Gay Amsterdam and the Netherlands in General

Executive Director of PhillyGayCalendar

Back in 1987 there was a “drama” in the Persian Gulf. Honestly, when they talk about “Gay Drama-Queens” and I see the military from almost every country a part of that. Marching around in their many different “uniforms” (QUITE the fashion show sometimes) I generally think of the underlying, masculine theater-like themes/costumes/action of the whole production and have to laugh. I hope someday that self-control and intelligence will be admired masculine traits but, I digress.

In 1987 with the Persian Gulf thousands of miles from Europe and even though the argument between two Middle East Countries, Tourism in Europe to grinded to a halt! For some reason people just love to have their lives disrupted. People can sometimes be silly. Lucky for me a friend was running luxury barges through the Waterways of Holland in May. Tulip-Time! The usually full, deluxe vessels were running empty and I had to do was get my ass to Amsterdam with plenty of direct nonstop flights are available from our area. A week sailing through The Netherland’s Waterways was mine! I always wanted to see Amsterdam! I knew her (a feminine feel) reputation but, what a fucking Revelation!! Amsterdam is probably one of the gayest/coolest/friendliest cities in Europe/the world! Men embracing and holding hands everywhere, women lip-locked passionately and 420 leisurely smoked in the square! (You can buy “weed” at most coffee shops). There is nothing like a couple of good “hits” and a strong cuppa Joe! I walked through the famous “Red Light District” (not my thing at all … strictly for tourists) but, let me tell you, the real “show” was right on the street.

“Reguliersdwarsstraat” (try saying that three times fast!) is the main gay-drag which in the summertime is closed to traffic. All of the bars and cafes put out large terraces and one could sit and watch the boys go by. Amsterdam is a city with many different sections all having their own flavor. Rivers and canals artfully turn Amsterdam into one huge mosaic and neighborhoods are sometimes divided by water. Amsterdam is named for the “dam that was built on the Amstel River” that flows through the city. Amstel is also the name of great beer as well.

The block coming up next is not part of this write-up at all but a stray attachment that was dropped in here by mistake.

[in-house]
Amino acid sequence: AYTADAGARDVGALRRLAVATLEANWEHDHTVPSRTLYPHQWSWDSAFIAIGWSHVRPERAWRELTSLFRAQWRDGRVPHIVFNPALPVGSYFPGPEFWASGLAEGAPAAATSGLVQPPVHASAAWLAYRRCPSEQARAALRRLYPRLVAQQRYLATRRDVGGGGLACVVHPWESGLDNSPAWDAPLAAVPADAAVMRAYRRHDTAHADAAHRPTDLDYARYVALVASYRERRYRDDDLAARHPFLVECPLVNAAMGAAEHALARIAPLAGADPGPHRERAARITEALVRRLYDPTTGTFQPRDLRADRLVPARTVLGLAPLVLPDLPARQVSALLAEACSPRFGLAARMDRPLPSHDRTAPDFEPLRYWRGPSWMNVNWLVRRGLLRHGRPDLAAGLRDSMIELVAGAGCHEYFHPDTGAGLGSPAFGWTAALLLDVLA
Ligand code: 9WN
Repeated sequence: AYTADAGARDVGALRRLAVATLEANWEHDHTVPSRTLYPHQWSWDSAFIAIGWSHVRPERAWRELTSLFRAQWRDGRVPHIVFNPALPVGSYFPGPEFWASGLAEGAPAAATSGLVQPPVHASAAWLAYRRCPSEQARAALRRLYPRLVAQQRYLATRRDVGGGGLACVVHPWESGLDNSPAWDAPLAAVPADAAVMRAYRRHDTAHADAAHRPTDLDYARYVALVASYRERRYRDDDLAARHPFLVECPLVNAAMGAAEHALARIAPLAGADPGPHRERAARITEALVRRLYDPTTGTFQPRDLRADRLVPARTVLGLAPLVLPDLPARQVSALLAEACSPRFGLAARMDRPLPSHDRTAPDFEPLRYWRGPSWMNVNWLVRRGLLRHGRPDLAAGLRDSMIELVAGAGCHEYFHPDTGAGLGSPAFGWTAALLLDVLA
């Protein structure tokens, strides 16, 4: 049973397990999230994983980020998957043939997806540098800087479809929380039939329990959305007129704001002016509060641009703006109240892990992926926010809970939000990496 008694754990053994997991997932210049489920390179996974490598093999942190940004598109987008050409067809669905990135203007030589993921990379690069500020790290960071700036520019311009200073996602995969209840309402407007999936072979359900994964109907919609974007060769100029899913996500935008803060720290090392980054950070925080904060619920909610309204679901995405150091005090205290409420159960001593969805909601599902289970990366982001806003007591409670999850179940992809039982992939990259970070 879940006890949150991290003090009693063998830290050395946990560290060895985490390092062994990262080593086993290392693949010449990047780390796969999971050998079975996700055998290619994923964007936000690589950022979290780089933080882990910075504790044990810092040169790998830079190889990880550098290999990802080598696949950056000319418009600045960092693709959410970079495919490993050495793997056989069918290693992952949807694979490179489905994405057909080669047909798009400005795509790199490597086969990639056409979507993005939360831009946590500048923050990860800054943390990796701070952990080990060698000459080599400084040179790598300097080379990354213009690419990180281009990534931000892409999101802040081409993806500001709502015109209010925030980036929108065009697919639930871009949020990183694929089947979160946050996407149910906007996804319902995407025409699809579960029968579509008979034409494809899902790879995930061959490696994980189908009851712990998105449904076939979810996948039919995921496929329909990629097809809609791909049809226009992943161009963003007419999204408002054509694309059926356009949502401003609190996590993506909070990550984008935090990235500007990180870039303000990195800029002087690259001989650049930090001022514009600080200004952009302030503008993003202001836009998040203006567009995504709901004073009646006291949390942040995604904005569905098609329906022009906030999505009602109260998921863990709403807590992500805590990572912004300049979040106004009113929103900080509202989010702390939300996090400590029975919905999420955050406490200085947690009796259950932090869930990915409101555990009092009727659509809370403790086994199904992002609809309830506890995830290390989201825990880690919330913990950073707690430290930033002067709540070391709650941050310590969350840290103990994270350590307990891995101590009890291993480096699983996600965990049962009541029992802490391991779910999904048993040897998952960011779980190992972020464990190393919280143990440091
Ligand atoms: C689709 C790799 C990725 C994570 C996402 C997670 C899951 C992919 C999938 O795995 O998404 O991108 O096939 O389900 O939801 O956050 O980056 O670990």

I remember when The Netherlands became the first country to officially recognize same sex marriage in 2001. Many others followed shortly after and America will as well but one must consider that we are only 237 years old and many other countries/cultures have been developing for thousands. It is my way of rationalizing why some people simply cannot accept the fact that many very nice/normal, intelligent men and women are occasionally attracted to the same sex. Sometimes I think it is simply a matter of evolution. Amsterdam (and The Netherlands in general) is very enlightened and liberal. Probably the most “live and let live” city in the world. Gays in The Netherlands enjoy the same rights and benefits as straights and can legally adopt. Gays serve in the military openly and gay tourism is huge. Gays are not only welcomed to Amsterdam with open arms but are officially encouraged by the Amsterdam Tourist Board. There have been challenges for certain but at this moment Amsterdam is a perfect gay destination.